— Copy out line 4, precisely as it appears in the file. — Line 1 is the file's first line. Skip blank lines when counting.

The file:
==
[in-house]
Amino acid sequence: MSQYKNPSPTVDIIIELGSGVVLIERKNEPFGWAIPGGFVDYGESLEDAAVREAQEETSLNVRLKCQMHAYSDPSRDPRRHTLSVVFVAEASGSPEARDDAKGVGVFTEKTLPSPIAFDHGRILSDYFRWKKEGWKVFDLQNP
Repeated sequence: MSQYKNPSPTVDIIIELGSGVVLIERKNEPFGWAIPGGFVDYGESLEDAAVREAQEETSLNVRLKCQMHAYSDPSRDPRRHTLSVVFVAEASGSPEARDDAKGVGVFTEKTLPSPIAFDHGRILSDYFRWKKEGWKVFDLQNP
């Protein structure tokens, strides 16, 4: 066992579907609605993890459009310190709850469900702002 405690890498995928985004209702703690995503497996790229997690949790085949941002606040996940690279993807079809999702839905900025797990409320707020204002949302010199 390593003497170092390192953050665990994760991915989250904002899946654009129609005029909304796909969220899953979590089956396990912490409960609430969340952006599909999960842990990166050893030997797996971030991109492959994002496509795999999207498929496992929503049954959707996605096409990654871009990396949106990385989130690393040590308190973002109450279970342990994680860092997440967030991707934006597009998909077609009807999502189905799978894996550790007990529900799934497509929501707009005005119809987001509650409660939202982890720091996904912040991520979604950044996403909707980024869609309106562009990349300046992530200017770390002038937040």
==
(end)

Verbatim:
């Protein structure tokens, strides 16, 4: 066992579907609605993890459009310190709850469900702002 405690890498995928985004209702703690995503497996790229997690949790085949941002606040996940690279993807079809999702839905900025797990409320707020204002949302010199 390593003497170092390192953050665990994760991915989250904002899946654009129609005029909304796909969220899953979590089956396990912490409960609430969340952006599909999960842990990166050893030997797996971030991109492959994002496509795999999207498929496992929503049954959707996605096409990654871009990396949106990385989130690393040590308190973002109450279970342990994680860092997440967030991707934006597009998909077609009807999502189905799978894996550790007990529900799934497509929501707009005005119809987001509650409660939202982890720091996904912040991520979604950044996403909707980024869609309106562009990349300046992530200017770390002038937040």